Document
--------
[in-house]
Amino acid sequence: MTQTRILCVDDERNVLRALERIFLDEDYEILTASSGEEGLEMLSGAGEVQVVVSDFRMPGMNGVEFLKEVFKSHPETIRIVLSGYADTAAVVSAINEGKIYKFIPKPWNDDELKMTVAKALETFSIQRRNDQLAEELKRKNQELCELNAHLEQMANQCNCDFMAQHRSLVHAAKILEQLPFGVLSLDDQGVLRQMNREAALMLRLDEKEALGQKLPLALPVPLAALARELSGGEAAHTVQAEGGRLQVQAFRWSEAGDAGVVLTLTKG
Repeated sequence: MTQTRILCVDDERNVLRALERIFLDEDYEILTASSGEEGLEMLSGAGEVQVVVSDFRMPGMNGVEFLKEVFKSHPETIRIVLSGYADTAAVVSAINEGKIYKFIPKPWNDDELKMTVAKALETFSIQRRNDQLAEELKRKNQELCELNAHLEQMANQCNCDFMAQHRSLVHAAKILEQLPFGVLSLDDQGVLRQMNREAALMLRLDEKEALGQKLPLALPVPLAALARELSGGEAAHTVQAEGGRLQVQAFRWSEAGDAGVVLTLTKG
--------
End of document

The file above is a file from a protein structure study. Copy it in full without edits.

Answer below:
[in-house]
Amino acid sequence: MTQTRILCVDDERNVLRALERIFLDEDYEILTASSGEEGLEMLSGAGEVQVVVSDFRMPGMNGVEFLKEVFKSHPETIRIVLSGYADTAAVVSAINEGKIYKFIPKPWNDDELKMTVAKALETFSIQRRNDQLAEELKRKNQELCELNAHLEQMANQCNCDFMAQHRSLVHAAKILEQLPFGVLSLDDQGVLRQMNREAALMLRLDEKEALGQKLPLALPVPLAALARELSGGEAAHTVQAEGGRLQVQAFRWSEAGDAGVVLTLTKG
Repeated sequence: MTQTRILCVDDERNVLRALERIFLDEDYEILTASSGEEGLEMLSGAGEVQVVVSDFRMPGMNGVEFLKEVFKSHPETIRIVLSGYADTAAVVSAINEGKIYKFIPKPWNDDELKMTVAKALETFSIQRRNDQLAEELKRKNQELCELNAHLEQMANQCNCDFMAQHRSLVHAAKILEQLPFGVLSLDDQGVLRQMNREAALMLRLDEKEALGQKLPLALPVPLAALARELSGGEAAHTVQAEGGRLQVQAFRWSEAGDAGVVLTLTKG